Nico Lindsay: Capturing the moment

Nico Lindsay has been one of the most tireless MCs of the past year. Returning in 2015 from a hiatus that was a result of “turning up to radio and not being a match fit”, he’s back in style – bringing his deep, hip-hop-inflected lyricism to a slew of features and radio sessions.

He’s collaborated with everyone from new wave trio YGG to veterans P Money and Trim, and club producers like Wallwork, bridging the gap between the London-centric grime scene and the disparate instrumental sounds bringing it to a worldwide audience.

In anticipation of his self-produced Codename Lin EP, we caught up with Nico to discuss his early days in north London, and advice for aspiring MCs.


You made your comeback in early 2015 when things were kicking off in a big way for grime, how do you feel 2016 compared to 2015?

There were a lot more releases in 2016, a lot more writing. It was different in 2015, everyone was meeting everyone, everyone was going radio. It was like, “cool, you’re such and such… you roll with such and such.” In 2016, everyone knew each other, and it was more about people building their individual foundations.

I feel like the grime scene just keeps on getting better, you just carry on seeing more things coming – even the latest Brit nominations, there’s Skepta, Kano and I think Stormzy nominated as well – three grime artists that have been nominated.

Tell us about your beginnings in grime.

I was in a crew back in the day called Northside, I joined them when I was 14. I went to a youth club with my friends from school, and everyone had their first bars, everyone was shitting themselves… everyone trying to pluck up the courage to jump on the mic. I jumped on mic, the people inside the crew liked me, so I joined the crew.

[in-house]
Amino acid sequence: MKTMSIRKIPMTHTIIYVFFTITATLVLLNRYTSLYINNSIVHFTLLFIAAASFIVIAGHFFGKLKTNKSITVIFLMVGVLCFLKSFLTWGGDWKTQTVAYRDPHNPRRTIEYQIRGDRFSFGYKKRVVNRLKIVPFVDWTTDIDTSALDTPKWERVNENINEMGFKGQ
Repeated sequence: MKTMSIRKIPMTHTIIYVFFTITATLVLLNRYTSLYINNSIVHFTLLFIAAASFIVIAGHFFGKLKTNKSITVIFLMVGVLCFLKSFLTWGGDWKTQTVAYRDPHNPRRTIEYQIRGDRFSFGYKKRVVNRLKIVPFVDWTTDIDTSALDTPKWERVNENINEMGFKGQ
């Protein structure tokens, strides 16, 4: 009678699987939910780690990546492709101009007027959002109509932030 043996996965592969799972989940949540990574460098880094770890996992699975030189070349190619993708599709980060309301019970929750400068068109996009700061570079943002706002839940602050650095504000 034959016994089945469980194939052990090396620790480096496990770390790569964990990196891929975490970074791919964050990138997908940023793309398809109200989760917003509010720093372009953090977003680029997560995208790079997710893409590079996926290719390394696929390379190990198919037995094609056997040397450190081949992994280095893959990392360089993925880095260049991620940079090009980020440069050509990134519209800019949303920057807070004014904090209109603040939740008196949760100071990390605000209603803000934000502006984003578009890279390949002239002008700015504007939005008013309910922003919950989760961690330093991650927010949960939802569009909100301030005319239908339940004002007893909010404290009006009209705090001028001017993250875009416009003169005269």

We had a radio set on [north London pirate radio station] Heat FM. It was Sunday, 8-10. We weren’t a huge crew, but locally, we were known. Unfortunately, nothing’s on the internet from those days. It hurts… nothing’s left, it’s deep. [Laughs]

Was your distinctive vocal and lyrical style always there?

When I first started, I was just saying what everyone else was saying, my only difference was that everyone said to me, “when you say a bar, it sounds like a story”. When I got to the age of 16, I started to pay attention to the more lyrical side of things.

I’ve always been a rap fan. I can’t lie, I used to hate grime. When I first heard grime I couldn’t stand it. I was like, “what the hell is this… I don’t know what you lot are saying!” It wasn’t until I heard D Double, then I was like, “yeah, say no more…”

Was it a different process doing hip-hop as opposed to grime on the release with Trim?

To be honest, I wouldn’t say it was different. Obviously, it’s a different BPM and the instrumentals let off a different vibe. I guess you’ve got a little more space to fill up. With grime, it’s like, “cool, you got 16 bars and that’ll be, like, 28 seconds… what can you say in 28 seconds?” But when you’re doing hip hop, 16 bars is 58 seconds, so you’ve got a load more time.

What are your bars an outlet for?

These days, when I’m writing, it’s like I’m capturing a moment. When I listen to some of my older tunes from when I was younger, I can remember the time, when I made it, what the studio was like, what was going on during those times. These days, it’s like I’m capturing a moment. Whether I’m being bossy and saying some braggadocious shit on grime, or it’s coming from a more introspective place.

For example, something like ‘Storm’. That whole tune is based on going through hard times. So it’s about that – battling through a storm and staying strong throughout it. The tune’s bubbly and energetic but you may not clock on to the concept 100% when you first listen to it.